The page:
Estate Taxes

Reducing Estate Taxes

What most people think of as estate tax is actually a tax system that consists of three distinct taxes on the transfer of assets (in contrast to a tax on income for the sale of consumer goods): estate tax, gift tax, and the generation-skipping transfer tax.

What Is Included in an Estate for Tax Purposes?

A taxable estate includes all assets owned or sufficiently controlled by a decedent, including real and probate property; jointly held, tenants-in-common, or community property; household goods; qualified retirement plans; interests in partnerships or business; trusts; investments including annuities; promissory notes; and, unless special estate planning techniques have been used, proceeds from life insurance policies.

Estate Taxes Defined

Estate tax was the first transfer tax imposed by the federal government. It is a tax on the transfer of assets resulting from someone’s death, such as a mother’s transfer of a home t her children.

Estate taxes are separate from and in addition to the final income tax the decedent must pay. In general, they must be paid within nine months of the date of death and are governed by complex federal rules that change often.

Paying estate taxes can be a challenge if the estate does not have enough liquid assets. In planning for estate taxes, seniors should create enough liquidity to pay their estate tax but not, in turn, cause an increase in it.

Life Insurance Policies

Many people mistakenly believe that life insurance proceeds are entirely tax-free. While they may not be subject to income tax, the proceeds are included in the insured’s taxable estate, unless another individual or entity such as a trust or charitable organization owns the policy on the insured’s life.

Purchasing life insurance to pay for estate taxes requires special planning so the additional life insurance does not increase the size of the estate, and thus estate taxes, in an ever-upward spiral.

To determine the amount of taxes owed on an estate, the personal representative or successor trustee established the fair market value of all the estate’s assets. Once the fair market value is established, certain items are subtracted from it, such as outstanding debts, settlement expenses, charitable donations, and the applicable exclusion amount for estates and gifts. The remainder is the amount on which the estate pays taxes.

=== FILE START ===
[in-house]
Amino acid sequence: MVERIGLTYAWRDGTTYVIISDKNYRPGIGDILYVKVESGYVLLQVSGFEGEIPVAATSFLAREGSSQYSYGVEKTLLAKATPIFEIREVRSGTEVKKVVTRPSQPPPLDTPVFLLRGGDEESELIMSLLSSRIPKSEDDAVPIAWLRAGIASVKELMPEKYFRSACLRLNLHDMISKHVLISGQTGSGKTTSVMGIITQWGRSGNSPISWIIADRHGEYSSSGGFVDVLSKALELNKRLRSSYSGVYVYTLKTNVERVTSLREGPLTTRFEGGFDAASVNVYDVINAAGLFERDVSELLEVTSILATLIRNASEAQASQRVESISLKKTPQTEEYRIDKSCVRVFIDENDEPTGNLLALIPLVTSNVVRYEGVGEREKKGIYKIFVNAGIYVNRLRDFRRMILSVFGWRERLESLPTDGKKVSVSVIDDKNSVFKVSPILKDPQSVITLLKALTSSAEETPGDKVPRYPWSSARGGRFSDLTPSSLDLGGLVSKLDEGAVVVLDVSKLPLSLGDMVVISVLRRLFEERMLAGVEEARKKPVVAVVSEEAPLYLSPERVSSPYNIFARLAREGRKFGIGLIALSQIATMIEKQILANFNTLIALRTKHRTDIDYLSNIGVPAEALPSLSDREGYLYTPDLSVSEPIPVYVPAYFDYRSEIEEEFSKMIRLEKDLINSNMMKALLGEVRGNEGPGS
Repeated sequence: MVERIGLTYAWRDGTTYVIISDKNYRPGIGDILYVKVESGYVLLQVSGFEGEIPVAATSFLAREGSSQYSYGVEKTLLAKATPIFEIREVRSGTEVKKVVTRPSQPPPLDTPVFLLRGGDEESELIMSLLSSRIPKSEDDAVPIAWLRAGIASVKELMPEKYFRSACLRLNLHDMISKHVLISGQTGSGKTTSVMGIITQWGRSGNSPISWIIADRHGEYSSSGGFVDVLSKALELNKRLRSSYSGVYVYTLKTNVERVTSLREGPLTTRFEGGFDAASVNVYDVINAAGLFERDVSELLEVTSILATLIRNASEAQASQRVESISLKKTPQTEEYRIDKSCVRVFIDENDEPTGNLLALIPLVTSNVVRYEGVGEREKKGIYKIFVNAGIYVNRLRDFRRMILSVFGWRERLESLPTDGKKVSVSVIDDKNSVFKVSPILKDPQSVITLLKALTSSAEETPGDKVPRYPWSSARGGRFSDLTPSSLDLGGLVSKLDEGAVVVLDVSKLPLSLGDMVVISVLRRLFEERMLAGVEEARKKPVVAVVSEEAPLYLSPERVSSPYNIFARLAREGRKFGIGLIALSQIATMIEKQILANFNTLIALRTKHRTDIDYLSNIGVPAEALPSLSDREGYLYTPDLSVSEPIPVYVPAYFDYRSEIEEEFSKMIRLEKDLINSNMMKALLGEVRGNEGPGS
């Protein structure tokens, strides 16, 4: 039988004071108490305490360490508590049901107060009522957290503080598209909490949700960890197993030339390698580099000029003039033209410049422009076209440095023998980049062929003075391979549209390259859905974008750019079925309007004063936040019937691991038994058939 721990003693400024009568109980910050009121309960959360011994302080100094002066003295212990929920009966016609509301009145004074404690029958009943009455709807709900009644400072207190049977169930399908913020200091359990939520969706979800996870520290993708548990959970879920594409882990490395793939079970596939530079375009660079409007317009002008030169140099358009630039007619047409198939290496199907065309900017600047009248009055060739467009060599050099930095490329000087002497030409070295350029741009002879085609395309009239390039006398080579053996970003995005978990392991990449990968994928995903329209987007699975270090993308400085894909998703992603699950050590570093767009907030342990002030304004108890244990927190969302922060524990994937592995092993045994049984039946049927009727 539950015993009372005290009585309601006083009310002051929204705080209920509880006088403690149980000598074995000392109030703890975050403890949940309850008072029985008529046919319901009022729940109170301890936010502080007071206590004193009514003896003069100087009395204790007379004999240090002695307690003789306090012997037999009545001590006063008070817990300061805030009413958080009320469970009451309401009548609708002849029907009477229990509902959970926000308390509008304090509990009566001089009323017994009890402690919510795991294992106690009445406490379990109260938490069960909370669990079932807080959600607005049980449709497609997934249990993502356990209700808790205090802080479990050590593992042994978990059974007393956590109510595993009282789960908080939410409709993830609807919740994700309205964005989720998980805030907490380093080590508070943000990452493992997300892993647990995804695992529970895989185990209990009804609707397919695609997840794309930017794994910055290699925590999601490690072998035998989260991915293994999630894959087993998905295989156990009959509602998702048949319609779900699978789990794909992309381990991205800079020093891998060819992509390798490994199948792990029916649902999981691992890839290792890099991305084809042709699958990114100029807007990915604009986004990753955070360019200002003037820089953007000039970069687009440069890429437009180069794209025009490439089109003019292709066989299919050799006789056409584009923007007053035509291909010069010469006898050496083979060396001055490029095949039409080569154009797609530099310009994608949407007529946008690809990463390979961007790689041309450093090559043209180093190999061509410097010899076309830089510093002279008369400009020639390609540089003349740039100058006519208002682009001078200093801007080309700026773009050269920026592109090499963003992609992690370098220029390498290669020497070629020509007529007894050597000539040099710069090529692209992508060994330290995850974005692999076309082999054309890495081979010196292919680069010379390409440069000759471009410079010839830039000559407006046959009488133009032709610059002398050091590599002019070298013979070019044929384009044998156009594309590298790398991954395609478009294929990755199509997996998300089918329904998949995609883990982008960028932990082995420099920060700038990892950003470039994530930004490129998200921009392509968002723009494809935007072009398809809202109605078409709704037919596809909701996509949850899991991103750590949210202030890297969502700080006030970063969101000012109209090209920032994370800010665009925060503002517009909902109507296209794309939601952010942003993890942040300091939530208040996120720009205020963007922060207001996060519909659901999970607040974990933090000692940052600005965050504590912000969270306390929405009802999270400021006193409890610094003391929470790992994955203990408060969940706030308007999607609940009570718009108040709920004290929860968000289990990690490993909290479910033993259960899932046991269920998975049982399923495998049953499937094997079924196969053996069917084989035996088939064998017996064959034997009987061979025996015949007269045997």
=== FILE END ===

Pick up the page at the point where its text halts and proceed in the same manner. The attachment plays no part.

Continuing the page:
The Applicable Exclusion Amount: Estate and Gift Taxes Combined

After the death of a taxpayer, heirs are allowed to exclude a certain amount of the deceased’s assets from taxes on the estate. This amount is called the applicable exclusion amount. It is $ 1.5 million starting in 2004 and increases to $ 3.5 million in the year 2009.

Applicable Exclusion Amount and Gift Tax Rate

Year

Applicable Exclusion Amount*

Highest Gift Tax Rate**

2004

$1.5 million

48 %

2005

$ 1.5 million

47 %

2006

$ 2 million

46 %

2007

$ 2 million

45 %

2008

$ 2 million

45 %

2009

$ 3.5 million

45 %

2010

Estate tax is repealed

Gifts above $ 1 million are taxed at the maximum ordinary individual income tax rate

2011

$ 1 million

55 %

*Includes the $ 1 million lifetime gift exclusion that does not increase.

** Applied to taxable gift amounts in excess of the $ 1 million lifetime gift exclusion.

Of this amount, $ 1 million can be in the form of taxable gifts that the deceased gave to individuals over his or her lifetime prior to death. Although the applicable exclusion amount increase from 2004 through the year 2009, the portion of it that applies to lifetime gifts does not change; it remains at $ 1 million through the year 2009.

Not that use of the gift tax exclusion during life reduces the estate tax exemption available to heirs at death. Here is an example of how the $ 1 million lifetime gift exclusion is used in conjunction with the applicable exclusion amount to determine how much estate tax is owed:

Every year, Marjorie gives her daughter Jeanette a $ 25,000 cash gift, and after using the $ 13,000 annual exclusion every year, Marjorie’s applicable exclusion amount is applied to her lifetime gift tax exclusion of $ 1 million-so every year no fit tax is due on the remaining $ 12,000. After 10 years of these gifts, Marjorie dies. As a result of these fits, the applicable exclusion amount on Marjorie’s estate has been reduced by $ 120,000. Assuming Marjorie died in 2009, her estate has a $ 3.5 million applicable exclusion amount. The remaining applicable exclusion amount I $ 3.38 million. Marjorie’s heirs can deduct $ 3.38 million from her taxable estate. Because Marjorie’s estate is valued at $ 1 million, her heirs pay no estate tax.

The information above is reprinted from Working with Seniors: Health, Financial and Social Issues with permission from Society of Certified Senior Advisors® . Copyright © 2009. All rights reserved. www.csa.us